I’m driving home from work, my legs tired from a day on my feet, my back stiff. I get stuck in traffic on the bridge. I hope this doesn’t cause me to fully miss bedtime.
I pull into the driveway and rush along the sidewalk, lugging all my bags. I unlock the door and as soon as I open it, I hear the quick pit-pat-pit-pat rounding the hallway corner.
It’s my heart, running toward me, at full speed.
“Mommy!” he squeals while crashing happily into my legs. His cheeks are red and his hair is wet with sweat. I know he and Daddy have probably been running laps. Our house, which is a ranch, has become an indoor track.
“We’re reading books!” my heart exclaims, as he peels away then sprints back toward his bedroom.
“Ok!” I say in his direction, and start to put down my bags. I put on my pajamas before I’m summoned for our nightly kiss and cuddle and back rub.
My heart is jogging beside me, along the path that circles the local lake. He is tiny but fast. People aren’t used to seeing such a small person running like this and neither am I. They cheer him on and he calls out, “hi!” as we pass.
“Good job, Mommy!” he says, then stops at the bench for a rest. And runs to the next bench for another rest. And the next…
My heart has been running laps around the crib for 45 minutes, singing a song composed mostly of nonsense and an intermittent, “AND THEN THEY CRASHED IT!” I watch him in the monitor: I am partly entertained, partly annoyed. Go to sleep, I say under my breath and he eventually does.
My heart is running away from me with a mischievous smirk when I tell him it’s time to change out of his diaper. “Let’s just get it over with,” I suggest. “No big deal,” I add, and he runs further out of my reach.
My heart is running away from me when it’s time to put on his socks and shoes for preschool. He wants me to catch him but I calmly refuse, my blood pressure silently mounting. When we finally get on his footwear, he says, “I bet I can get out to the car first!” and he takes off, out the front door, down the sidewalk. I’m not thrilled with this competitive tone, but am relieved we’re finally out of the house. He tags the car then turns around to me with a look of pride and glee.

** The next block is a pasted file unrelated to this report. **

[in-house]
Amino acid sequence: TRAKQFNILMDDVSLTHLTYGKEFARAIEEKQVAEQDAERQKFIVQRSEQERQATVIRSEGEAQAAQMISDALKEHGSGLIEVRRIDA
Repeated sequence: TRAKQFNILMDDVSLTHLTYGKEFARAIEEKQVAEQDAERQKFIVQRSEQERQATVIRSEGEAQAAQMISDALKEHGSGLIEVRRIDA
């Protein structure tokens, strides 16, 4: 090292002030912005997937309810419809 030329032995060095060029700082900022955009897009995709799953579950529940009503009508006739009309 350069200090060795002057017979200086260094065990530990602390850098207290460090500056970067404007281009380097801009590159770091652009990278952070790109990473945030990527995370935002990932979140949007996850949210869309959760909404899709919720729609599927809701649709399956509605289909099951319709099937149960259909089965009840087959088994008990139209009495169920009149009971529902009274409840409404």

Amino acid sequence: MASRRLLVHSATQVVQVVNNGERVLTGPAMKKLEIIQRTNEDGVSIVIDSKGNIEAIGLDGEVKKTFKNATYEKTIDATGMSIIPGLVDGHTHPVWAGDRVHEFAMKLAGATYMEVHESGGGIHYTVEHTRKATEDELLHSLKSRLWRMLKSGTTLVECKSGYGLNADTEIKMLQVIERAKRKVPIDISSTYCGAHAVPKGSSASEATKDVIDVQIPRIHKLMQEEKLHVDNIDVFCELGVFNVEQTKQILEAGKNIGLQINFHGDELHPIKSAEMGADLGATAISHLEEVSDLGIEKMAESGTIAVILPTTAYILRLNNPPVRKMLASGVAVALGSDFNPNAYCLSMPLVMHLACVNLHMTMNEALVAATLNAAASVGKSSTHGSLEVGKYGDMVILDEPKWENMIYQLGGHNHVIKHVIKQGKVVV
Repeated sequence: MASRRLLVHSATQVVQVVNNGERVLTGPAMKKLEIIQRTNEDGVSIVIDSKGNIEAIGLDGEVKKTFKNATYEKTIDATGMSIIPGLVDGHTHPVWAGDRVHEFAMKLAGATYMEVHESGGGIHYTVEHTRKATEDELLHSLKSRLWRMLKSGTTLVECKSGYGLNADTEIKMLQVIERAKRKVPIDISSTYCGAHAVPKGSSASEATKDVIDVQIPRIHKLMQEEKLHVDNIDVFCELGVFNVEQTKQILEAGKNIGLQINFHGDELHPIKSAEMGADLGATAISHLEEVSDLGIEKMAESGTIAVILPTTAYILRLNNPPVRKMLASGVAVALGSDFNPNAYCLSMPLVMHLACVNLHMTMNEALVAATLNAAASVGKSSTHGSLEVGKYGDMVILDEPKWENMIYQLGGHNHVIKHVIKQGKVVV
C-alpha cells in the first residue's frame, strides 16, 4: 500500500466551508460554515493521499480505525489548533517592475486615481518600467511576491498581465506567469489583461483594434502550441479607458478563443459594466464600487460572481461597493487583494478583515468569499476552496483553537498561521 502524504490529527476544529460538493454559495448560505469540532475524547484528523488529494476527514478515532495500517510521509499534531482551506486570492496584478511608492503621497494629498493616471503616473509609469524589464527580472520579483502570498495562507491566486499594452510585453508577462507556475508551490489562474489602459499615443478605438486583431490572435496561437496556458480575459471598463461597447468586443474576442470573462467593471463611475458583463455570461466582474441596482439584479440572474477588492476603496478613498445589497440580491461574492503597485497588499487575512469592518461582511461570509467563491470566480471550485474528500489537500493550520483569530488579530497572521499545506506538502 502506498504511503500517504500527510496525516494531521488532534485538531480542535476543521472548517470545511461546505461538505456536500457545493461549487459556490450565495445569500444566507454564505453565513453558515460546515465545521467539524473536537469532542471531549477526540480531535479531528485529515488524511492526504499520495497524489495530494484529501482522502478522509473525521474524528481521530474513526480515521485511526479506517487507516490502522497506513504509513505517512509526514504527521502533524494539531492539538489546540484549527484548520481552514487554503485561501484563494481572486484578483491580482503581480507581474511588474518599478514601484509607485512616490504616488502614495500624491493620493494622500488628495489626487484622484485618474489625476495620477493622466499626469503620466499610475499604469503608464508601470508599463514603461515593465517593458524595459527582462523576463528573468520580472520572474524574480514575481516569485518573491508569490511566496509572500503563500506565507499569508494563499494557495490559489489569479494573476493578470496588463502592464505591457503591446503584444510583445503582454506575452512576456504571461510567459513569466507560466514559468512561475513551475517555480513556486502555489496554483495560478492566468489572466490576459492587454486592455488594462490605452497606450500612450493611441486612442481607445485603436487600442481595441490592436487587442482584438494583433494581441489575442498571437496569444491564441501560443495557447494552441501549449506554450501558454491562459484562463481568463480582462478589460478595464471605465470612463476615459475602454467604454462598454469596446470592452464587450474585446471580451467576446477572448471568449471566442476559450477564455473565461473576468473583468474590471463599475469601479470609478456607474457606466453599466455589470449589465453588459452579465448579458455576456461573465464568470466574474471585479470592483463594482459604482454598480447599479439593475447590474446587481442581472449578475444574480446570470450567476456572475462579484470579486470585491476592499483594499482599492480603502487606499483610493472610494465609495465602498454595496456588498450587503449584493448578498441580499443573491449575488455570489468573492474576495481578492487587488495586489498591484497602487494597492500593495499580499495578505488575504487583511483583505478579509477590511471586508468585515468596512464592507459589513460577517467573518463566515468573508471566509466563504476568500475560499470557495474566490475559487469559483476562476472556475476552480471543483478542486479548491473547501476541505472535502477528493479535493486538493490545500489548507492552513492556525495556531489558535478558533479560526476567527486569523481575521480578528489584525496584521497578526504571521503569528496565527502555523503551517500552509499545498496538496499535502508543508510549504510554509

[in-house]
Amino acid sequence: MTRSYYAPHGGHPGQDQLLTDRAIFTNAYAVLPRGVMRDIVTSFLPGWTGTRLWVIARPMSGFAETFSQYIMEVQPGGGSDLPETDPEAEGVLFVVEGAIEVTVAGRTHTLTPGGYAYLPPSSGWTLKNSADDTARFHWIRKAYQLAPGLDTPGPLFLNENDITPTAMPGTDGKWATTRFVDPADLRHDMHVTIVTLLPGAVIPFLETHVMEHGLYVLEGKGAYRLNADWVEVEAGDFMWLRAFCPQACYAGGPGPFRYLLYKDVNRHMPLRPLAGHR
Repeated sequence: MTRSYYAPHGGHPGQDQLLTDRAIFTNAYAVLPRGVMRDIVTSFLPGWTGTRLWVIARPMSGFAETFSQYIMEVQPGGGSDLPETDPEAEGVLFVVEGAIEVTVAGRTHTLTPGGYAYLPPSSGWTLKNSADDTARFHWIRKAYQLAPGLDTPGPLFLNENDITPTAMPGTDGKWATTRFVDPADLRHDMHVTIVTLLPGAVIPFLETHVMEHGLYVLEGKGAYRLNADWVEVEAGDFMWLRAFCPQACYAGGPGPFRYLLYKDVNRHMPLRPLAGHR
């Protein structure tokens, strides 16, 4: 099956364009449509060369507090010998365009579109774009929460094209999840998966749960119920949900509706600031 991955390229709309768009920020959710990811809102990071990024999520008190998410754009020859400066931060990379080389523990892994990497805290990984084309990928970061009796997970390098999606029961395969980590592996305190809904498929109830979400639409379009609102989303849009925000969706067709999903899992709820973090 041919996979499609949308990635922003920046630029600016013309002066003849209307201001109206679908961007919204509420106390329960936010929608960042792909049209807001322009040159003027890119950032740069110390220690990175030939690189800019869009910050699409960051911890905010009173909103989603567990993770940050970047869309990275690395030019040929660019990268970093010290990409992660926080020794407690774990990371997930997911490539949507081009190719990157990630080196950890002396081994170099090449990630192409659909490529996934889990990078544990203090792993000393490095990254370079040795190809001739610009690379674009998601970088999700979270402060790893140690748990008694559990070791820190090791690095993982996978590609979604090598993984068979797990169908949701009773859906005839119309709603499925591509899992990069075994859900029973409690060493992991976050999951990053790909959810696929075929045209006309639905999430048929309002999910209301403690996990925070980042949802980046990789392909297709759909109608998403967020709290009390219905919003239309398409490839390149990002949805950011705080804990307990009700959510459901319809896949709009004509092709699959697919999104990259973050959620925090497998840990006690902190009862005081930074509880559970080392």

My heart is running in an open field spotted with dandelions. His arms and legs are pumping, his straight hair bounces up and down, and his smile stretches across his entire face.
Maybe my heart will be on the track team, I think…Or the cross-country team, or maybe my heart will play lacrosse or soccer. At three-years-old, it is too early to tell. Maybe he won’t do any of these things.
Maybe my heart will one day run a marathon like his Daddy. Or run laps around a lake in order to stay in shape as he feels the effects of age starting to creep in. Maybe his own heart will run next to him.
My heart, god-willing, will out-live me. And will certainly out-run me.
My heart is running toward me down our long hallway, while I sit on the couch, my feet resting on the ottoman. Here comes that unmistakable pit-pat-pit-pat and I brace myself for the inevitable leap onto my lap.
I am glad, for now, that I am able to run with my heart, that I can still keep up.
So when he asks, “Want to go for a run Mommy?” I say yes, despite the fact that I feel tired and spent.
I put on my slippers. My heart and I run around the track that goes from the kitchen, through the front hall, and past the dining room. We take a break, fall down on the wooden floor, and drink some water.
“Let’s go!” my heart says. Then we get up and we run some more.